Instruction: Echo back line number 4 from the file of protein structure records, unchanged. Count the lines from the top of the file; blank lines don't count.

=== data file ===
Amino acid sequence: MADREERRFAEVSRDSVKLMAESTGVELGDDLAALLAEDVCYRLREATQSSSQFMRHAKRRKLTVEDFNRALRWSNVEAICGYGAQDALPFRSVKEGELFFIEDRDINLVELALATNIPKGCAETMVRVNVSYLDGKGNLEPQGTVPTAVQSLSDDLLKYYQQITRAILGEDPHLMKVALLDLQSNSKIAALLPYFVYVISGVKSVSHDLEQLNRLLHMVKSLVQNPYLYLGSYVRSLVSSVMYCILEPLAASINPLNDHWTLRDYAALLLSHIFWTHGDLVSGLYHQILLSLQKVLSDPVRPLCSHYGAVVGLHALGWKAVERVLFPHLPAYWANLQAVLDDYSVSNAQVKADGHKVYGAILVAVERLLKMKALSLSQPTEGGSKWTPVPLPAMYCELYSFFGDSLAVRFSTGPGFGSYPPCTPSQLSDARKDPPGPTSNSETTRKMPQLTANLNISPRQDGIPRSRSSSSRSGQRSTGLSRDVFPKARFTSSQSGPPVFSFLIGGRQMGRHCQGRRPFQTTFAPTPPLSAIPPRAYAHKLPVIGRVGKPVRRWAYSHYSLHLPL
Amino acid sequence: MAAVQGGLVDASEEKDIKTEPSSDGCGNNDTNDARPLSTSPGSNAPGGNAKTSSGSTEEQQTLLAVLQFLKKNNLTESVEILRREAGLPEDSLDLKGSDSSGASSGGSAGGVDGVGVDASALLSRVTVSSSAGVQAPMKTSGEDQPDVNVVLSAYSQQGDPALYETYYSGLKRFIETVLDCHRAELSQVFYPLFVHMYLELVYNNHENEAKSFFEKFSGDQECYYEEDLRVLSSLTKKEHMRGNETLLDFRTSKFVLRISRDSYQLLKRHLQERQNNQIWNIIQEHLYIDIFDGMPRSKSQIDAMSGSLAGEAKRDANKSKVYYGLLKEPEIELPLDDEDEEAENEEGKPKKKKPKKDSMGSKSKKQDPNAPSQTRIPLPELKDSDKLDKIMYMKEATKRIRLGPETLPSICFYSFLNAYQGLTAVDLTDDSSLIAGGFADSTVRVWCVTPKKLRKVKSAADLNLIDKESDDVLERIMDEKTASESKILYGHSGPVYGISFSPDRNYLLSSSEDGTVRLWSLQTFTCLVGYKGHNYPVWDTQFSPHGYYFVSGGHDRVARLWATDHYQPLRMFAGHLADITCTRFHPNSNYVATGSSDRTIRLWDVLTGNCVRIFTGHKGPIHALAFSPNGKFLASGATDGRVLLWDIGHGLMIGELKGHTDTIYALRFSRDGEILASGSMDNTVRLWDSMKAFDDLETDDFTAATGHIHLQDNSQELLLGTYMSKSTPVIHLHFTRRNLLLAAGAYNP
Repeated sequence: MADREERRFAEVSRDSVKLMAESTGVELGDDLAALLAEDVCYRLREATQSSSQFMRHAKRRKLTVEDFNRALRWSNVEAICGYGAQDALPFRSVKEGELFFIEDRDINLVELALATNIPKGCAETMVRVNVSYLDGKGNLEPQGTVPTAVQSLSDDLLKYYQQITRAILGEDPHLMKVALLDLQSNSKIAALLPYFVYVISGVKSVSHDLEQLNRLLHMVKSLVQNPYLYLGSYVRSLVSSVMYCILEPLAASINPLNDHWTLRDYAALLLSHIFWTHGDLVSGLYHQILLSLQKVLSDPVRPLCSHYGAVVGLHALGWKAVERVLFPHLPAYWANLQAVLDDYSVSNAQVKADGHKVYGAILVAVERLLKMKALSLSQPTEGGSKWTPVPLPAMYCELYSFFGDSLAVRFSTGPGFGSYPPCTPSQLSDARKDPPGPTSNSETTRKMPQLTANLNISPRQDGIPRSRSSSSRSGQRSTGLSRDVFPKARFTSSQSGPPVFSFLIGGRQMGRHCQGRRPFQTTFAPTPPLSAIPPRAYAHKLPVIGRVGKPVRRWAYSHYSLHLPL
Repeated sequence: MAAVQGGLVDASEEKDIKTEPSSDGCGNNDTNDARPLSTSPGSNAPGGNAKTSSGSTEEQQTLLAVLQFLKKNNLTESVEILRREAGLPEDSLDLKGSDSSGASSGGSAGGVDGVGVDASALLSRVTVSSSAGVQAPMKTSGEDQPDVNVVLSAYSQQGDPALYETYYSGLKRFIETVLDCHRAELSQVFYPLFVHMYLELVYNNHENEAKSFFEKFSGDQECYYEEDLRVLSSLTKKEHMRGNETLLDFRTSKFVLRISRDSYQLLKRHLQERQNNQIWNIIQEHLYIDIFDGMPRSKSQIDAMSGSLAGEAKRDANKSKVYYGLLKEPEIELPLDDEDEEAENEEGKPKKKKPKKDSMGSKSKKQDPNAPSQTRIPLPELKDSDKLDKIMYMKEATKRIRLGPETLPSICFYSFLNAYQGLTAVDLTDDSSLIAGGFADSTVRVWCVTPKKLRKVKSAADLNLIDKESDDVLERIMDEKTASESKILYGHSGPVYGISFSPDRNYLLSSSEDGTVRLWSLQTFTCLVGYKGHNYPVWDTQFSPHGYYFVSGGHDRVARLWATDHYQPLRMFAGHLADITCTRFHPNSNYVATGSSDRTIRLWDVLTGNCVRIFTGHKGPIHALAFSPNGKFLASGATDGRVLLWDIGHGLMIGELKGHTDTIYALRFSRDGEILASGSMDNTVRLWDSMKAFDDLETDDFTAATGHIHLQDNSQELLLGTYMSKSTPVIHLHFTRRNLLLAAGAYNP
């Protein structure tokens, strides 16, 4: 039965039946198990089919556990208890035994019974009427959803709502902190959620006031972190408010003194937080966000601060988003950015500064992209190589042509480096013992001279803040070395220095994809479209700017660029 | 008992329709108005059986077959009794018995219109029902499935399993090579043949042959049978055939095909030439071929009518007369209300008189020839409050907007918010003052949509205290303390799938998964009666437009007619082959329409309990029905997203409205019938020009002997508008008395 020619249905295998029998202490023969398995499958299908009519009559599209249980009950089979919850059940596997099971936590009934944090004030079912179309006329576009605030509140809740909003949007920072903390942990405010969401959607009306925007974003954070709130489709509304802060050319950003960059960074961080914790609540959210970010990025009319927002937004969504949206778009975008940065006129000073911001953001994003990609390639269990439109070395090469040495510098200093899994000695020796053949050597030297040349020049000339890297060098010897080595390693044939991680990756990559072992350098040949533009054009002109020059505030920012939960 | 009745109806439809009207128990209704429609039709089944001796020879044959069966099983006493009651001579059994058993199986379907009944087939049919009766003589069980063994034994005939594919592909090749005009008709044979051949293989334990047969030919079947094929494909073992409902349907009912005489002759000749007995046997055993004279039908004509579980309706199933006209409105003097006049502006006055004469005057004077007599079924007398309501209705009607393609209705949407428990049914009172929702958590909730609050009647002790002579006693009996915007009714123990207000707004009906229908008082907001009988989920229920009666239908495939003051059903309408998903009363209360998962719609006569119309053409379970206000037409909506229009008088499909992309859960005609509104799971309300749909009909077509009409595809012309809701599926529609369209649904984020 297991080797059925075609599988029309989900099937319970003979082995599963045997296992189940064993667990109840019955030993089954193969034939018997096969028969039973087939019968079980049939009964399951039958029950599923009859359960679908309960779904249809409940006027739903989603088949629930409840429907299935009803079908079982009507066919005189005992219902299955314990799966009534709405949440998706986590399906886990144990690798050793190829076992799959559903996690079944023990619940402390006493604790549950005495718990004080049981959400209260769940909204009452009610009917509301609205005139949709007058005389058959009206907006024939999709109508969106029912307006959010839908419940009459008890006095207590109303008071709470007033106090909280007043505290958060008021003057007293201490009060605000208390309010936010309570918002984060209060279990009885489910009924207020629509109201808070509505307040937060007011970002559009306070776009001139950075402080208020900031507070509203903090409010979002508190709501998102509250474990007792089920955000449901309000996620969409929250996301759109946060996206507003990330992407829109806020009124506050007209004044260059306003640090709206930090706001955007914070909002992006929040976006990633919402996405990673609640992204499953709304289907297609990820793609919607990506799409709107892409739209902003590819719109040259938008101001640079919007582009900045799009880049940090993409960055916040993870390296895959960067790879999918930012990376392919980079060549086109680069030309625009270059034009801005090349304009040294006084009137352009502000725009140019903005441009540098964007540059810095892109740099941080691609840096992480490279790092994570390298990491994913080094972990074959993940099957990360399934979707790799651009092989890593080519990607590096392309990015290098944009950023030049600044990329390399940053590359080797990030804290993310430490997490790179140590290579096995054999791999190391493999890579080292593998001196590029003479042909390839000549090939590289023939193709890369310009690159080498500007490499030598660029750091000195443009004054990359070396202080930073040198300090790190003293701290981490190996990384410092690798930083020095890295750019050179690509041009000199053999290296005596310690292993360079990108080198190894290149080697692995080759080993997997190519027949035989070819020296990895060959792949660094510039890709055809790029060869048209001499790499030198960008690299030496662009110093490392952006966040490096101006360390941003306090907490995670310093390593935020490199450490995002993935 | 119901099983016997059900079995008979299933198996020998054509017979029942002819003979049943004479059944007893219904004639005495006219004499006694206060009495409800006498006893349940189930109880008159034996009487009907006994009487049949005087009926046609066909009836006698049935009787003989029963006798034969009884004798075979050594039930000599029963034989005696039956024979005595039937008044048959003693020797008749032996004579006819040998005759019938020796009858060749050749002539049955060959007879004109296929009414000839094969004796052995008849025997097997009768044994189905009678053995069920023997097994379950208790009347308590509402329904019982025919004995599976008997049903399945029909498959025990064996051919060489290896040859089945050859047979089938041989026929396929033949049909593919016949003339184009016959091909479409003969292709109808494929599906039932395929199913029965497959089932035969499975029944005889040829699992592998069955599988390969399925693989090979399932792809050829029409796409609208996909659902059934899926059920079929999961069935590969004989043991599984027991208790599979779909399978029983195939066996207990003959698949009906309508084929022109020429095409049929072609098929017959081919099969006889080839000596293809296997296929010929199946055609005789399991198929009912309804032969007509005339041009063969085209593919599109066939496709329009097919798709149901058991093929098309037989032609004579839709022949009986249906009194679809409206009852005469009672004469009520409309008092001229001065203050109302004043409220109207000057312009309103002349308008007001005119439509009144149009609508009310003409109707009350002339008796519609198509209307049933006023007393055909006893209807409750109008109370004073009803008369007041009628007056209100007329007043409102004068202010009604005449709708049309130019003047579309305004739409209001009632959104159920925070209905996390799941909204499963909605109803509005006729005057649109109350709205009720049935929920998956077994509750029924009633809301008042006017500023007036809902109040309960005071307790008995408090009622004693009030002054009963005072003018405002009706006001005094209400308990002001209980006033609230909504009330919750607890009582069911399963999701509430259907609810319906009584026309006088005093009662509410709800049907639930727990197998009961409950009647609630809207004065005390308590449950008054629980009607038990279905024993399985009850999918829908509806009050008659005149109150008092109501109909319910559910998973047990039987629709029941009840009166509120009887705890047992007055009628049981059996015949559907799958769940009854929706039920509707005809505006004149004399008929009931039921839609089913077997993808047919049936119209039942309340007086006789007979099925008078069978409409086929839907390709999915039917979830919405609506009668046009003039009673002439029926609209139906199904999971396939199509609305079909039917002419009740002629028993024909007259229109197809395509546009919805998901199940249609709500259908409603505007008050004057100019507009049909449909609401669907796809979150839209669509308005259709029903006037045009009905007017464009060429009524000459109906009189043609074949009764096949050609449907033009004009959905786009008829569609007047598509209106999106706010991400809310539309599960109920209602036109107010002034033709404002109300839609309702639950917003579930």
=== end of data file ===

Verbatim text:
Repeated sequence: MAAVQGGLVDASEEKDIKTEPSSDGCGNNDTNDARPLSTSPGSNAPGGNAKTSSGSTEEQQTLLAVLQFLKKNNLTESVEILRREAGLPEDSLDLKGSDSSGASSGGSAGGVDGVGVDASALLSRVTVSSSAGVQAPMKTSGEDQPDVNVVLSAYSQQGDPALYETYYSGLKRFIETVLDCHRAELSQVFYPLFVHMYLELVYNNHENEAKSFFEKFSGDQECYYEEDLRVLSSLTKKEHMRGNETLLDFRTSKFVLRISRDSYQLLKRHLQERQNNQIWNIIQEHLYIDIFDGMPRSKSQIDAMSGSLAGEAKRDANKSKVYYGLLKEPEIELPLDDEDEEAENEEGKPKKKKPKKDSMGSKSKKQDPNAPSQTRIPLPELKDSDKLDKIMYMKEATKRIRLGPETLPSICFYSFLNAYQGLTAVDLTDDSSLIAGGFADSTVRVWCVTPKKLRKVKSAADLNLIDKESDDVLERIMDEKTASESKILYGHSGPVYGISFSPDRNYLLSSSEDGTVRLWSLQTFTCLVGYKGHNYPVWDTQFSPHGYYFVSGGHDRVARLWATDHYQPLRMFAGHLADITCTRFHPNSNYVATGSSDRTIRLWDVLTGNCVRIFTGHKGPIHALAFSPNGKFLASGATDGRVLLWDIGHGLMIGELKGHTDTIYALRFSRDGEILASGSMDNTVRLWDSMKAFDDLETDDFTAATGHIHLQDNSQELLLGTYMSKSTPVIHLHFTRRNLLLAAGAYNP